Six weeks on, no progress in vice-chancellors’ case

Administrative decisions at six public sector varsities on hold.

Rana Tanveer April 03, 2017

LAHORE: Policy and administrative decisions of six universities of the province are on hold for the last six weeks since the Lahore High Court (LHC) reserved a judgment on the appointment of vice-chancellors.

On February 16, a division bench of the LHC had reserved its verdict on intra-court appeals of the Punjab government and others challenging a single-bench decision, wherein the appointment process for VCs at four public-sector universities and appointment of the acting heads was set aside.

The decision is being awaited with bated breath by academia as acting VCs cannot take any policy and administrative decisions, including calling of a meeting of syndicate or hiring any staff.

If some VCs of these six universities take such steps, they are illegal and can be questioned in court.

On December 19, the division bench had ordered the Punjab government to appoint VCs of three universities provisionally, including University of Sargodha, Muhammad Nawaz Sharif University of Engineering and Technology, Multan and University of Punjab.

The same bench on December 20 made an amendment in its December 19 order by removing the Lahore College for Women University (LCWU) VC, observing that it was not brought to the notice of the bench during the hearing on December 19 that Dr Uzma Quraishi was already serving as the VC of the LCWU.

Other than VCs of above mentioned four varsities, the tenure of Information Technology University Lahore, and University of Agriculture, Faisalabad VCs have also expired and they are also holding additional charge of VC and cannot take any policy or administrative decision.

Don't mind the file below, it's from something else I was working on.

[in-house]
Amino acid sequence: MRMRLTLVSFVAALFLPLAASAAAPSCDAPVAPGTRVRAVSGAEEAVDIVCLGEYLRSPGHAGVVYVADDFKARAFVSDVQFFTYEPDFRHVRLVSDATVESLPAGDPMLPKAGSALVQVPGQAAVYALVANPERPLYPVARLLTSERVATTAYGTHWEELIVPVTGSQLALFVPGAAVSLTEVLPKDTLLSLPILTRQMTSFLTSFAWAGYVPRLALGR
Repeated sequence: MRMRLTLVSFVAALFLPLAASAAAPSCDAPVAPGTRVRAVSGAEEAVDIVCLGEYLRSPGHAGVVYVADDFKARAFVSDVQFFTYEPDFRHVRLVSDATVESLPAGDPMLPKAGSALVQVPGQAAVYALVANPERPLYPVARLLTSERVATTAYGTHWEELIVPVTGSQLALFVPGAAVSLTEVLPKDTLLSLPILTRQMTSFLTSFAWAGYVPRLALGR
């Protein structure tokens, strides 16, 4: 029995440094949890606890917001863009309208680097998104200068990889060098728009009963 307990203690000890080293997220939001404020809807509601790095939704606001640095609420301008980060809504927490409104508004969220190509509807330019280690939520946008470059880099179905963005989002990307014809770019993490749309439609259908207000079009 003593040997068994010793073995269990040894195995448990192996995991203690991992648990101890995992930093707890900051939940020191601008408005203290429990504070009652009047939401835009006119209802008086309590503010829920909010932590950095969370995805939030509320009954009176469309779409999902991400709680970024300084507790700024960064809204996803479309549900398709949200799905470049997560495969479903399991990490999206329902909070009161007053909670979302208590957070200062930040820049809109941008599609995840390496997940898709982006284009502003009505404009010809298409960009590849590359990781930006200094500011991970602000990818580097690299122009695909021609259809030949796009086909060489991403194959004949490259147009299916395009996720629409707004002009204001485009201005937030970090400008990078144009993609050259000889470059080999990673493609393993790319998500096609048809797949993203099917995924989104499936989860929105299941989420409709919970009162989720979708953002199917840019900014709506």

On December 1, a single bench of the LHC ordered removal of the acting VCs of above mentioned four varsities. The court also had declared the process of appointing the VCs by the Higher Education Department (HEC) illegal. It directed the HEC to devise a criteria for every university separately and make separate search committees for all universities to fill the positions.

The LHC directed the HEC to initiate the process of making these appointments within a month and advertise for the purpose. The court maintained that the post of a VC cannot be filled for an indefinite period on a temporary basis.

The court declared that part of Section 14 of the Punjab University Act 1973 also gave powers to the Punjab government to appoint VCs. The single bench on December 11, 2015 had stayed the process of making these appointments.

Published in The Express Tribune, April 3rd, 2017.


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